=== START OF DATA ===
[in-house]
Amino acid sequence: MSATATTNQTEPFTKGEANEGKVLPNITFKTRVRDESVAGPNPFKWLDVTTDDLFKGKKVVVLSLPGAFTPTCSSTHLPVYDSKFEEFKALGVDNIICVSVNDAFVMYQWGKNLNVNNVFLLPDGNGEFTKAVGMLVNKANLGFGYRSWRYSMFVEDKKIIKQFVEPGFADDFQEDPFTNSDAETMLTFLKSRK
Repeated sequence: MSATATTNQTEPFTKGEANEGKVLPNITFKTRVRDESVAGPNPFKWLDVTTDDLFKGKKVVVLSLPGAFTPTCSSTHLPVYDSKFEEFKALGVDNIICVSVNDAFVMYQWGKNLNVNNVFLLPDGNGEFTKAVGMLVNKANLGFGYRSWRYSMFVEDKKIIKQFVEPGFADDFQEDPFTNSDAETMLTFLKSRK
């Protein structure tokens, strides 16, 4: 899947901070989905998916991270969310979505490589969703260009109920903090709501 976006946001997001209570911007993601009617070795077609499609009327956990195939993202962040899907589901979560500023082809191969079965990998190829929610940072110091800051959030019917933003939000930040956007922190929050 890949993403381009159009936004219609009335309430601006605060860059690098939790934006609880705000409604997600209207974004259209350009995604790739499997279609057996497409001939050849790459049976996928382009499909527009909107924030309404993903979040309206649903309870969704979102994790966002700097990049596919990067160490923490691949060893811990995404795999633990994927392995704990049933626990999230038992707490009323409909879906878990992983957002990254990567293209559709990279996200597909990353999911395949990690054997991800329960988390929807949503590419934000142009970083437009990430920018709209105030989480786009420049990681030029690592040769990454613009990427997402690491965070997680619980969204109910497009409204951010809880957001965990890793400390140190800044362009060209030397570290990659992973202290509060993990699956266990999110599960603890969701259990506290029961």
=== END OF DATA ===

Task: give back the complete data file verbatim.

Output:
[in-house]
Amino acid sequence: MSATATTNQTEPFTKGEANEGKVLPNITFKTRVRDESVAGPNPFKWLDVTTDDLFKGKKVVVLSLPGAFTPTCSSTHLPVYDSKFEEFKALGVDNIICVSVNDAFVMYQWGKNLNVNNVFLLPDGNGEFTKAVGMLVNKANLGFGYRSWRYSMFVEDKKIIKQFVEPGFADDFQEDPFTNSDAETMLTFLKSRK
Repeated sequence: MSATATTNQTEPFTKGEANEGKVLPNITFKTRVRDESVAGPNPFKWLDVTTDDLFKGKKVVVLSLPGAFTPTCSSTHLPVYDSKFEEFKALGVDNIICVSVNDAFVMYQWGKNLNVNNVFLLPDGNGEFTKAVGMLVNKANLGFGYRSWRYSMFVEDKKIIKQFVEPGFADDFQEDPFTNSDAETMLTFLKSRK
């Protein structure tokens, strides 16, 4: 899947901070989905998916991270969310979505490589969703260009109920903090709501 976006946001997001209570911007993601009617070795077609499609009327956990195939993202962040899907589901979560500023082809191969079965990998190829929610940072110091800051959030019917933003939000930040956007922190929050 890949993403381009159009936004219609009335309430601006605060860059690098939790934006609880705000409604997600209207974004259209350009995604790739499997279609057996497409001939050849790459049976996928382009499909527009909107924030309404993903979040309206649903309870969704979102994790966002700097990049596919990067160490923490691949060893811990995404795999633990994927392995704990049933626990999230038992707490009323409909879906878990992983957002990254990567293209559709990279996200597909990353999911395949990690054997991800329960988390929807949503590419934000142009970083437009990430920018709209105030989480786009420049990681030029690592040769990454613009990427997402690491965070997680619980969204109910497009409204951010809880957001965990890793400390140190800044362009060209030397570290990659992973202290509060993990699956266990999110599960603890969701259990506290029961």